Itabuka, who lives a humble life in Itonko village in Namutumba town council in Namutumba district, told URN in an exclusive interview that leadership is the willingness to serve and not a profession, which requires experience.
Rtd Lt. Col.
Francis Itabuka, the former Director of State Research Bureau-SRB has asked
incumbent political leaders to give way to other actors to avoid mistakes of the
lives a humble life in Itonko village in Namutumba town council in Namutumba
district, told URN in an exclusive interview that leadership is the willingness
to serve and not a profession, which requires experience.
He says there
is need for leaders to give way when they complete their term of office, which he
believes will save the country from its dreaded history of intolerant leaders.
Itabuka explains that for Uganda
to progress politically there must be
constitutional order that provides room the peaceful transfer of power so that
the country’s shortcomings are not blamed on one individual.
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He says there is need for the
current leaders in the country to learn from
their predecessor’s mistakes of lack of tolerance for political opponents,
which painted the country’s dark history.
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Citing the public perception of former Ugandan president, Iddi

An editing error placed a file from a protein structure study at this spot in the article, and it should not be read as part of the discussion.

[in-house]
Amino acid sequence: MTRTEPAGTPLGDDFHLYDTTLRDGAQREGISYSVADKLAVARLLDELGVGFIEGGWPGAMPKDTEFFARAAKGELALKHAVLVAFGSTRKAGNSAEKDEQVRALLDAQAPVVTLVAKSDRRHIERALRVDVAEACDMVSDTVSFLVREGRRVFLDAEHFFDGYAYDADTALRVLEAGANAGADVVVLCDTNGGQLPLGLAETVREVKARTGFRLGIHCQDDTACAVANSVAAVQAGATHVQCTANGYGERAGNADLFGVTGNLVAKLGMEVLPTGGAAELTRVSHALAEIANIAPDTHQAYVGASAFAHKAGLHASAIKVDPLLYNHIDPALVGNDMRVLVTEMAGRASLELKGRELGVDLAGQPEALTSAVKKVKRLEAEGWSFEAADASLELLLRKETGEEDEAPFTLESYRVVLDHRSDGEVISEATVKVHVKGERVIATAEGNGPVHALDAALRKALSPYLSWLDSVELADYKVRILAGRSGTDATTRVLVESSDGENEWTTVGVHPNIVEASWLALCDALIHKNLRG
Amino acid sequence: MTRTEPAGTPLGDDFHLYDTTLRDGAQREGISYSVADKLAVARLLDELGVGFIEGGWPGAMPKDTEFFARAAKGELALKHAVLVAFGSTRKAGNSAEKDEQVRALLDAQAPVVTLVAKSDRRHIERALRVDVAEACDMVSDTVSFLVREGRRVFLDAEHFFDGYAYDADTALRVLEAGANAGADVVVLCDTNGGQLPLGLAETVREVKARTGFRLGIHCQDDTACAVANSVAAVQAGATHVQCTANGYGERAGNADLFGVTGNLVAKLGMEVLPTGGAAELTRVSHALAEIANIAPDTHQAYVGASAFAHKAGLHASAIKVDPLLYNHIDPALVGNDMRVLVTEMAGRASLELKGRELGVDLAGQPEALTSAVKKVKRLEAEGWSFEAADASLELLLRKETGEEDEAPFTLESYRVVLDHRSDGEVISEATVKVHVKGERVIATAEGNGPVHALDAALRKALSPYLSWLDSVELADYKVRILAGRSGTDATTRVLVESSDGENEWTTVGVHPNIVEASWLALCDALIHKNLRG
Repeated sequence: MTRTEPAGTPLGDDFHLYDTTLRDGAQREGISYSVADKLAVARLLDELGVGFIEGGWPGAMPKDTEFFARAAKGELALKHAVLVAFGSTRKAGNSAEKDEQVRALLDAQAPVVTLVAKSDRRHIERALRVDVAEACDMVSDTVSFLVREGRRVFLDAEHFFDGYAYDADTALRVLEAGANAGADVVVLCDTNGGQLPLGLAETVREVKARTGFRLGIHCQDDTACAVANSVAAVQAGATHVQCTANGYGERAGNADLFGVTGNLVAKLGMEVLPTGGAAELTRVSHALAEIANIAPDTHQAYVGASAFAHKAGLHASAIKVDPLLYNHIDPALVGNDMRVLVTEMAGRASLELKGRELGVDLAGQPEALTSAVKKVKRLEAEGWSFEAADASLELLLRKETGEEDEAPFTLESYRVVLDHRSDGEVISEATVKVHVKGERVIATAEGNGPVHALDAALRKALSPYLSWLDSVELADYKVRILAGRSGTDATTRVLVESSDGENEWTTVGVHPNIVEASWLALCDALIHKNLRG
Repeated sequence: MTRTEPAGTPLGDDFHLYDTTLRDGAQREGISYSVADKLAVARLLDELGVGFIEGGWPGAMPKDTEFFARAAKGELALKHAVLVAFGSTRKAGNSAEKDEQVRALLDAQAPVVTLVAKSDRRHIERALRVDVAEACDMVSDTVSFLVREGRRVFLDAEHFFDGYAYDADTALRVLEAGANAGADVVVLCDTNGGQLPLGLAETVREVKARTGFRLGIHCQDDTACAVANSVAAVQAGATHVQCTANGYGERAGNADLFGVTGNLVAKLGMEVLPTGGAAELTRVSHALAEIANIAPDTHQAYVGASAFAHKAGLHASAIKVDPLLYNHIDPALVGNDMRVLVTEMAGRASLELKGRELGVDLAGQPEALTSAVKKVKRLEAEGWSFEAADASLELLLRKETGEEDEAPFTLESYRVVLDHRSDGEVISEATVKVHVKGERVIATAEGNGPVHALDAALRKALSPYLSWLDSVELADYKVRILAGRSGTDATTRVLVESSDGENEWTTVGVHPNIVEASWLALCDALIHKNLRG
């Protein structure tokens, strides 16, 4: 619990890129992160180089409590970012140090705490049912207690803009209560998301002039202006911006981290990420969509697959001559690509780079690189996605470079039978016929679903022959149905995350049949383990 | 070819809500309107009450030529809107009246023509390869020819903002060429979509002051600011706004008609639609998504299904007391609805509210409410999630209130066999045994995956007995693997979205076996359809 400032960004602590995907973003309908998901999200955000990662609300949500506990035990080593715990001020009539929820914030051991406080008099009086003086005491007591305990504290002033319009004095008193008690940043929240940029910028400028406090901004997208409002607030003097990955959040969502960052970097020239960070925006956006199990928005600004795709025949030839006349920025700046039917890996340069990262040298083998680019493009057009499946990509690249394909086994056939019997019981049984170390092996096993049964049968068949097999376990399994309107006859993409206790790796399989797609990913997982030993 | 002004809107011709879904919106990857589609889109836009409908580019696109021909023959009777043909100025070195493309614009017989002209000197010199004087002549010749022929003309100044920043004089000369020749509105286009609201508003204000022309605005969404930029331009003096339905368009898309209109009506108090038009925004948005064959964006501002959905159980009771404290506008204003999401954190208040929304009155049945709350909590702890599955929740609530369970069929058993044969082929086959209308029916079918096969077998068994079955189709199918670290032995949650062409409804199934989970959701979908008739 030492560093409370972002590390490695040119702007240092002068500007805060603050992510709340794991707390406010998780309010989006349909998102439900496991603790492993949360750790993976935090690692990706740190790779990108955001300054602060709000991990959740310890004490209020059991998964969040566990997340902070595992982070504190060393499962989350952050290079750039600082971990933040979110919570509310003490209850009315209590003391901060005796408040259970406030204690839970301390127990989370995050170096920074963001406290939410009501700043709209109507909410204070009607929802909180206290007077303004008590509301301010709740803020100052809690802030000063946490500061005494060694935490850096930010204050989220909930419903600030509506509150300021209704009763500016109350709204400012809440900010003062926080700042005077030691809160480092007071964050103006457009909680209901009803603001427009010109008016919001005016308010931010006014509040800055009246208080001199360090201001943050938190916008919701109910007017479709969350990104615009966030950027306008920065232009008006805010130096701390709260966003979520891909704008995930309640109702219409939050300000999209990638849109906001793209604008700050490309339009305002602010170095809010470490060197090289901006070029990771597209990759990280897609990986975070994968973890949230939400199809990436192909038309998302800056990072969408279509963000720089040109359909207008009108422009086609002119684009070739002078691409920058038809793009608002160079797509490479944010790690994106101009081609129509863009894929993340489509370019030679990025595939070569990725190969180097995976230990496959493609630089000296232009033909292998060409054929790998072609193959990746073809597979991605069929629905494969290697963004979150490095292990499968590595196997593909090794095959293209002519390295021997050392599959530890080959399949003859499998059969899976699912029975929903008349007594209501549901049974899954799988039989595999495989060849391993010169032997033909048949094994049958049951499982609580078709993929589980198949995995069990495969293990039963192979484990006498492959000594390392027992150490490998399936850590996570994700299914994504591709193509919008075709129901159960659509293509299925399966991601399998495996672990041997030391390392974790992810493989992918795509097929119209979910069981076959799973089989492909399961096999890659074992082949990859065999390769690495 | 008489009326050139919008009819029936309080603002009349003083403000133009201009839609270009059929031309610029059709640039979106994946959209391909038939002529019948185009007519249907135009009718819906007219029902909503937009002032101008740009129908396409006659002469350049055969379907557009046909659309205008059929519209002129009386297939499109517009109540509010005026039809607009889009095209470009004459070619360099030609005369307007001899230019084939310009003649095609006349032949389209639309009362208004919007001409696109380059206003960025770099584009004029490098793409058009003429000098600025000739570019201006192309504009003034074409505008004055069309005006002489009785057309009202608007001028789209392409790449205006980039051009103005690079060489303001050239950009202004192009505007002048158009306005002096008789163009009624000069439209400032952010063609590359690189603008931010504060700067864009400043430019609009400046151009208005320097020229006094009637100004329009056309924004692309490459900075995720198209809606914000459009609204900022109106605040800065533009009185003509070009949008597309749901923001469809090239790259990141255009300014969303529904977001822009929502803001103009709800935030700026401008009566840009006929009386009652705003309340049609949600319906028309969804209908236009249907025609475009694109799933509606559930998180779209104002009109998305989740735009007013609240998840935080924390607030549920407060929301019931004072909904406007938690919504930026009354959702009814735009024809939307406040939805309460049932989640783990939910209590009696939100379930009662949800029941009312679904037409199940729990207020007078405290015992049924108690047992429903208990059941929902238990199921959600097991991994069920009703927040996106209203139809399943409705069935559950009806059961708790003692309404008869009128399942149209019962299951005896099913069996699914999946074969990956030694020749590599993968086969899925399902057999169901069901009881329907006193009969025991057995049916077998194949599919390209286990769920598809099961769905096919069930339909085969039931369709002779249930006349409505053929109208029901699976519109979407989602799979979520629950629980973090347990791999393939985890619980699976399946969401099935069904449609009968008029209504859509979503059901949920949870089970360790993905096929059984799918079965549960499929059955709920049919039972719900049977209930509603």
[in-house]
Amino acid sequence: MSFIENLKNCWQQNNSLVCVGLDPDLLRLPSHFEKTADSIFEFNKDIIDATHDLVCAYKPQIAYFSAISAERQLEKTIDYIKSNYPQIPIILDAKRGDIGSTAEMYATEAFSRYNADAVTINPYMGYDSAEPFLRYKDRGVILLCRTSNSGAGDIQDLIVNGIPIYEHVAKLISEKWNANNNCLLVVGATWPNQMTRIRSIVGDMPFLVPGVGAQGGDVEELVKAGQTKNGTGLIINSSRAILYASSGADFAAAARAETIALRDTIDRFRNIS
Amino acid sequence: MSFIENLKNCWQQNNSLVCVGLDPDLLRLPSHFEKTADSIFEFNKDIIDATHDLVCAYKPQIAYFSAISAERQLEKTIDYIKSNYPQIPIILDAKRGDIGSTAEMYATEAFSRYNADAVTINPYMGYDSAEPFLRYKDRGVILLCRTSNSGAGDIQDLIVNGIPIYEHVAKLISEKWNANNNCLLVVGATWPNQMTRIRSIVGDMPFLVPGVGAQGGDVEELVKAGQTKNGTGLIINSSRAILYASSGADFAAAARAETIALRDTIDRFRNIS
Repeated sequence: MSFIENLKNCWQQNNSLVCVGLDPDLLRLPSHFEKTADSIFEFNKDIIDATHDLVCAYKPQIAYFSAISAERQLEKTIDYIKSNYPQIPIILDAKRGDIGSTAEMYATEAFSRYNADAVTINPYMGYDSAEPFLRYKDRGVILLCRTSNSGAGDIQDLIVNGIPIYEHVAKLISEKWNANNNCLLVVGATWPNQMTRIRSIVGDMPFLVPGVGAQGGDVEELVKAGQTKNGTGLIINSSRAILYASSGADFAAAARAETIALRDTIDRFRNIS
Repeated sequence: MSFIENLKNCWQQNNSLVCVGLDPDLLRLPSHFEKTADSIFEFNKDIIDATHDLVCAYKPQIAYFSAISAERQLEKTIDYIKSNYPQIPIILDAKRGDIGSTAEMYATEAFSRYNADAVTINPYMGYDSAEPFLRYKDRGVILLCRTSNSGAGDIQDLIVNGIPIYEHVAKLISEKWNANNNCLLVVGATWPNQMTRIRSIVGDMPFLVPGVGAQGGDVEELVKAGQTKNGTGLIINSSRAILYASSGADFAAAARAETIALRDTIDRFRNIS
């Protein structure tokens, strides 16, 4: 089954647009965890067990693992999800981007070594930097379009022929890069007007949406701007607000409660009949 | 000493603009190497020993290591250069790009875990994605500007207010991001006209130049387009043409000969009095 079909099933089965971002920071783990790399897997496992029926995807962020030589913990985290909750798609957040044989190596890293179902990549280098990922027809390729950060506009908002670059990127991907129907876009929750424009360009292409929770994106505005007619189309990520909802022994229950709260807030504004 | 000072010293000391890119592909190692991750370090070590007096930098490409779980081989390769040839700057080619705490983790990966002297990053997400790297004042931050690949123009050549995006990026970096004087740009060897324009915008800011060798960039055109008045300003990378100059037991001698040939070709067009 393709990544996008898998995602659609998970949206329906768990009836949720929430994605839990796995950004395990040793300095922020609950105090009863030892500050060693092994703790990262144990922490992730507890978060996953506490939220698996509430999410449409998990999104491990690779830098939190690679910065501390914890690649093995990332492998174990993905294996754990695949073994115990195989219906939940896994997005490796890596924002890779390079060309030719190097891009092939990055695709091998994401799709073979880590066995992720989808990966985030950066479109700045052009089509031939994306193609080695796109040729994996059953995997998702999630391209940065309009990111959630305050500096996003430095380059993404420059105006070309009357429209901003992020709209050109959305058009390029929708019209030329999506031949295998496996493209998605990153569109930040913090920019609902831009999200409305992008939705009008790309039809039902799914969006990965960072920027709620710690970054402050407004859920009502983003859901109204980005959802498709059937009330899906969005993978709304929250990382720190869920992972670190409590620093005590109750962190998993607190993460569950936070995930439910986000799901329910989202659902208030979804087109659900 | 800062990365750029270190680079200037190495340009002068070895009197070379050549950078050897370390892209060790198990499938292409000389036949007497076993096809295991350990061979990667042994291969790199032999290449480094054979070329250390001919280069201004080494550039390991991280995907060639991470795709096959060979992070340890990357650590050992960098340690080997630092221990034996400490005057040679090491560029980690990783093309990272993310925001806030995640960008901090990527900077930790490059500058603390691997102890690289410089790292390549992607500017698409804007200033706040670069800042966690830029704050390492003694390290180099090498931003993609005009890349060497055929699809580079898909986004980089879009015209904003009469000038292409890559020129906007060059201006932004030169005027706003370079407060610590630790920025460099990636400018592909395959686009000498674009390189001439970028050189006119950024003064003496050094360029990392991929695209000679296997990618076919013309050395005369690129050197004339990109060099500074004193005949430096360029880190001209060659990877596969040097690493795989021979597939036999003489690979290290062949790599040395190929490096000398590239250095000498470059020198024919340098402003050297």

Amin, Itabuka notes that leaders are not 100% perfect, but should work for
He also warns against the monetization of politics, saying
such funds should be used to boost government agencies to improve service
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against many intelligence organizations in the country, saying most of the
players struggle for supremacy so as to please the appointing authority as
opposed to actual intelligence gathering.
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Cue out…decision is theirs,”.
Itabuka was the director of SRB from 1974-1977 under the late
President, Idi Amin. SRB was accused of human rights violations and kidnap of
In 1987, Itabuka
appeared before Uganda Human Rights Commission which was investigating human
rights violations dating back to independence.
He out reasoned the Commissioners
led by the incumbent vice president, Edward Ssekandi, and was set free.